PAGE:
Book Group Starter Kit
Here are some key questions to ask when laying the foundation for your book group:
How many people should be in our group? 8-12 usually works best for conversation. Some groups like to have more members, so they always have a quorum.
How often should we meet? Once a month is most common, but six weeks works better for busy folks, for long books – or if a lot of your members will be borrowing the book from the same library.
Where should we meet? Find a relatively central location. You can always meet at someone’s home or another coffee shop (though make sure the coffee shop is book-club friendly, like Open Book Espresso @ Riverwalk Books; you don’t want them rushing you out).
When should we meet? Pick a standard time and day. These can obviously change for holidays or conflicts.
What kind of books are we going to read? Again, this is just a guideline, but decide on fiction or non-fiction; if fiction, then bestsellers or classics or chick lit or historical fiction, etc.; if non-fiction, then memoirs or history or architecture, etc.; paperback or hardcover; new releases or older books -- or a mix and match of all of the above.
How do we pick our books? Some groups have a committee or just one book maven who chooses all the books, and they usually chose for the whole year at once. Others are more democratic, with each member offering up ideas and the group discussing. A system that works well is designating one person to be the “host” (even if it’s not at her home). That person can either just pick the book or come to the next meeting with a few options and the group can come to a consensus. Then she should prepare some discussion questions for the next meeting (see below) and arrange the meeting site. And pick the “volunteer” host for the next meeting right then.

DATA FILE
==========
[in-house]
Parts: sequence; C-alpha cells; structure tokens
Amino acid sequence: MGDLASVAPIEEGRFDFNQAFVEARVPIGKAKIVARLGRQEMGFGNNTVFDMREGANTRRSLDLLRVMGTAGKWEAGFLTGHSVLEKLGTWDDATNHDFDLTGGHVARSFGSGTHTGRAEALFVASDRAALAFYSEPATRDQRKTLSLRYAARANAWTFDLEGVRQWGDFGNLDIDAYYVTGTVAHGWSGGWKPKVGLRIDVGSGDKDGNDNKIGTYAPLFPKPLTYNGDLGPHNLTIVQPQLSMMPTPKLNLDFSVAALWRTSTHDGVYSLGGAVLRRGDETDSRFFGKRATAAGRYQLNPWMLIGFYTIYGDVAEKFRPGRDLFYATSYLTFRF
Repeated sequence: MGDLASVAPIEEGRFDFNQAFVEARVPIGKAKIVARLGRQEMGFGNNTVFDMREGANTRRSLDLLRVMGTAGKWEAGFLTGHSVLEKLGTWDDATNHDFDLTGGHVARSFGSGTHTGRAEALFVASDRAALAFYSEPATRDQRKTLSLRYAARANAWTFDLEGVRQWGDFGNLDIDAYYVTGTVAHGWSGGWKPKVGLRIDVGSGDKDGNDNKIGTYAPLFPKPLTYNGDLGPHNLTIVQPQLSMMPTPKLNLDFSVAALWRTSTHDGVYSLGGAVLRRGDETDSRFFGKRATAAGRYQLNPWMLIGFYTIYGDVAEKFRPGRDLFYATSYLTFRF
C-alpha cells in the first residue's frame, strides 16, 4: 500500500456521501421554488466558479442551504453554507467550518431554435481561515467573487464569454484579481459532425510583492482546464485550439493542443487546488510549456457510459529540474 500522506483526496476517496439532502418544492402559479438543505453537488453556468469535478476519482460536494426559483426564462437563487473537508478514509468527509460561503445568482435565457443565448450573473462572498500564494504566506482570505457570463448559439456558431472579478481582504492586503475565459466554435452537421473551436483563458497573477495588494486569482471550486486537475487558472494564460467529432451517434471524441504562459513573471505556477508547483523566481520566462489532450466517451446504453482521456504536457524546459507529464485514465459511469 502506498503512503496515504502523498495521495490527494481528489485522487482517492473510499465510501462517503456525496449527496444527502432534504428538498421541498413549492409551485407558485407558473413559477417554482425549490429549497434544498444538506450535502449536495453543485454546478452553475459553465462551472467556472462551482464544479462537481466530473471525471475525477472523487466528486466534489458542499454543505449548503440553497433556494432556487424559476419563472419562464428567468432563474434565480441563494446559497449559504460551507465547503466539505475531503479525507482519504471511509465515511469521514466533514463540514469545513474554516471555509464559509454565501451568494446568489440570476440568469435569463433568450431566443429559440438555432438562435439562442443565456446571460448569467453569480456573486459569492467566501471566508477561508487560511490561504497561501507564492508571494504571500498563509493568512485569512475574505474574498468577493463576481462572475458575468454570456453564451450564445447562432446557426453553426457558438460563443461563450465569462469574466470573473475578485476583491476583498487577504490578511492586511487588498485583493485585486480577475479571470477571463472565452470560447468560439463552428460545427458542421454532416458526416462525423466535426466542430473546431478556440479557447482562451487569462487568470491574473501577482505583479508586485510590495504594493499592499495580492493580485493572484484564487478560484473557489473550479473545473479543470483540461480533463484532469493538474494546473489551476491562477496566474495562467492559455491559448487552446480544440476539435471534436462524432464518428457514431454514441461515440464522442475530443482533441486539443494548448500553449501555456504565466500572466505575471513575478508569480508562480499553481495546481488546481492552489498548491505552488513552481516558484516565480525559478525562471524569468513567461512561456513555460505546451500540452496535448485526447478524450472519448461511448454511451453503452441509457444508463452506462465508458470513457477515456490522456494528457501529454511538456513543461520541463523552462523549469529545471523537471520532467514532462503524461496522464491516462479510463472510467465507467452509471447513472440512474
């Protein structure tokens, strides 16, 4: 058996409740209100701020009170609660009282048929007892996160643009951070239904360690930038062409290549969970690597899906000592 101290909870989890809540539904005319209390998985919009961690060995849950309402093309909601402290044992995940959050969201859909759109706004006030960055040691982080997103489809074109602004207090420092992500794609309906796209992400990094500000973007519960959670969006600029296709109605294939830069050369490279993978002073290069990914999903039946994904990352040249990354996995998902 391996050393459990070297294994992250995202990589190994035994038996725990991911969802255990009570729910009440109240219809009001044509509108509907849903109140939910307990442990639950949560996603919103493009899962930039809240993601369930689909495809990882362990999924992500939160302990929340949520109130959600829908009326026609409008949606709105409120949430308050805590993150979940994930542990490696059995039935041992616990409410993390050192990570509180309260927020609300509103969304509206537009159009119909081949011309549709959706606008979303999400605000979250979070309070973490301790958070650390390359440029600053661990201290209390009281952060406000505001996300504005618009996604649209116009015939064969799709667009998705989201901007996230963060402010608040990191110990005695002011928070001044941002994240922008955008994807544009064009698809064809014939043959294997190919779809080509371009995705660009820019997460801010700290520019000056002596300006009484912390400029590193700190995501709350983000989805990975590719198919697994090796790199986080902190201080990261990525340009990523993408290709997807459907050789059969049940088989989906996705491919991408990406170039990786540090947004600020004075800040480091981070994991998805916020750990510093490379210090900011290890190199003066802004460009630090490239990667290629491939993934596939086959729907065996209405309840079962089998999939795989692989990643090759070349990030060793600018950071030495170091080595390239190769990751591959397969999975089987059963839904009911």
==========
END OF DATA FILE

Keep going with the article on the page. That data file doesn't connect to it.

How do we find books? Consider Riverwalk Books your first resource. Browse through the store. Ask our booksellers. Email us at firstname.lastname@example.org. Then there are a million and one other resources from Oprah to the new www.nwbooklovers.org website. Read book reviews – from the New York Times to Us Weekly. Check out book club websites. Two other particularly good sites are www.bookreporter.com and www.readinggroupguides.com which both include lists of upcoming books and reviews and even contests. We also keep reading group recommendation brochures from Indiebound and individual publishers at the Riverwalk Books.
How do we find reading group guides? These days, most paperbacks have discussion questions. Or you can go to the publisher’s or author’s website (often printed on the book cover). And, of course, www.readinggroupguides.com. Riverwalk Books also posts discussion questions on our website, www.riverwalkbooks.com, and we have the hard-copy version of still others. Don’t just stick to these questions, but they are a good way to start the conversation – and then just let it flow.
What are the secrets to a successful book group? Have fun. There are no right or wrong answers. This isn’t school. Reading the book shouldn’t feel like homework. This is all about laughing, learning, engaging in thoughtful conversation, expanding your world. Still, that said, a well-planned meeting is the key. Choose your book and/or meeting date around an event -- like an author appearance at Riverwalk Books or a movie. Or a theme – if you read Eat, Pray, Love, then you eat Italian food or go to yoga.